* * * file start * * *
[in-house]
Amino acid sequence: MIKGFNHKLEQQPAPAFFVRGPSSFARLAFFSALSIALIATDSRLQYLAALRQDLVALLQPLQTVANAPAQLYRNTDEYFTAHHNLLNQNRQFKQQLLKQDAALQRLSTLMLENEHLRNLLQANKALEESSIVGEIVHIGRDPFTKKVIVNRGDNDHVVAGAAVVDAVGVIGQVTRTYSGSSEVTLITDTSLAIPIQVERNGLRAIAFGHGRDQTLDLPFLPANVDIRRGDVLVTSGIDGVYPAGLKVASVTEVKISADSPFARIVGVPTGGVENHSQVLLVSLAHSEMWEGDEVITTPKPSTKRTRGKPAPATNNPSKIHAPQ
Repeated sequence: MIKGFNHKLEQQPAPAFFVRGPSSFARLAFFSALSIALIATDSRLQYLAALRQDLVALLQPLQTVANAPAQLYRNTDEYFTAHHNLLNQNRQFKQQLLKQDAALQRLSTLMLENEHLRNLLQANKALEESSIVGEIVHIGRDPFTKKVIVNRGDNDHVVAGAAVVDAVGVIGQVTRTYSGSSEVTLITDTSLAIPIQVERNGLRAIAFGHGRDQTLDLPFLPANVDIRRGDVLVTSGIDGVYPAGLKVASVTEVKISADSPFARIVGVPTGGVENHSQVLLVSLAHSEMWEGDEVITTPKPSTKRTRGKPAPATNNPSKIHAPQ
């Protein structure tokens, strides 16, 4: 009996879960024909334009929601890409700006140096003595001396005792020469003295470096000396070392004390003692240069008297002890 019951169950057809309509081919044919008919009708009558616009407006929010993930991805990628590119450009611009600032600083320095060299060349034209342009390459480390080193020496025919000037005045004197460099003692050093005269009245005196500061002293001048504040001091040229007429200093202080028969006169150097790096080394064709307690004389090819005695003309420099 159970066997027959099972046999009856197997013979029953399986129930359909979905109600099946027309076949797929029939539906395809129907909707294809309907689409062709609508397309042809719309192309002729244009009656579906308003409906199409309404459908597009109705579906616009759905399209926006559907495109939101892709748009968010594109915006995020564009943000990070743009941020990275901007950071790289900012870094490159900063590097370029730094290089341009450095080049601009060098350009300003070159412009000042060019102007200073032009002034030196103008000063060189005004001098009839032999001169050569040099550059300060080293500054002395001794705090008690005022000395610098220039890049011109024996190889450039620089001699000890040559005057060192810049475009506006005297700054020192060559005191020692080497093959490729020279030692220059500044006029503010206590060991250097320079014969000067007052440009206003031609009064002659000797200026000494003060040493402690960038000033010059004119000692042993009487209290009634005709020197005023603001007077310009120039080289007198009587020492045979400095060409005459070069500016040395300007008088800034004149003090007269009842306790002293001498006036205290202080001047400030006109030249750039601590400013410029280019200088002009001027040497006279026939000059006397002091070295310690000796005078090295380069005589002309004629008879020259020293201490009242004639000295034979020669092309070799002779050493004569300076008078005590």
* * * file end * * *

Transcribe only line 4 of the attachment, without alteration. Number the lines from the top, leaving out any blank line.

């Protein structure tokens, strides 16, 4: 009996879960024909334009929601890409700006140096003595001396005792020469003295470096000396070392004390003692240069008297002890 019951169950057809309509081919044919008919009708009558616009407006929010993930991805990628590119450009611009600032600083320095060299060349034209342009390459480390080193020496025919000037005045004197460099003692050093005269009245005196500061002293001048504040001091040229007429200093202080028969006169150097790096080394064709307690004389090819005695003309420099 159970066997027959099972046999009856197997013979029953399986129930359909979905109600099946027309076949797929029939539906395809129907909707294809309907689409062709609508397309042809719309192309002729244009009656579906308003409906199409309404459908597009109705579906616009759905399209926006559907495109939101892709748009968010594109915006995020564009943000990070743009941020990275901007950071790289900012870094490159900063590097370029730094290089341009450095080049601009060098350009300003070159412009000042060019102007200073032009002034030196103008000063060189005004001098009839032999001169050569040099550059300060080293500054002395001794705090008690005022000395610098220039890049011109024996190889450039620089001699000890040559005057060192810049475009506006005297700054020192060559005191020692080497093959490729020279030692220059500044006029503010206590060991250097320079014969000067007052440009206003031609009064002659000797200026000494003060040493402690960038000033010059004119000692042993009487209290009634005709020197005023603001007077310009120039080289007198009587020492045979400095060409005459070069500016040395300007008088800034004149003090007269009842306790002293001498006036205290202080001047400030006109030249750039601590400013410029280019200088002009001027040497006279026939000059006397002091070295310690000796005078090295380069005589002309004629008879020259020293201490009242004639000295034979020669092309070799002779050493004569300076008078005590």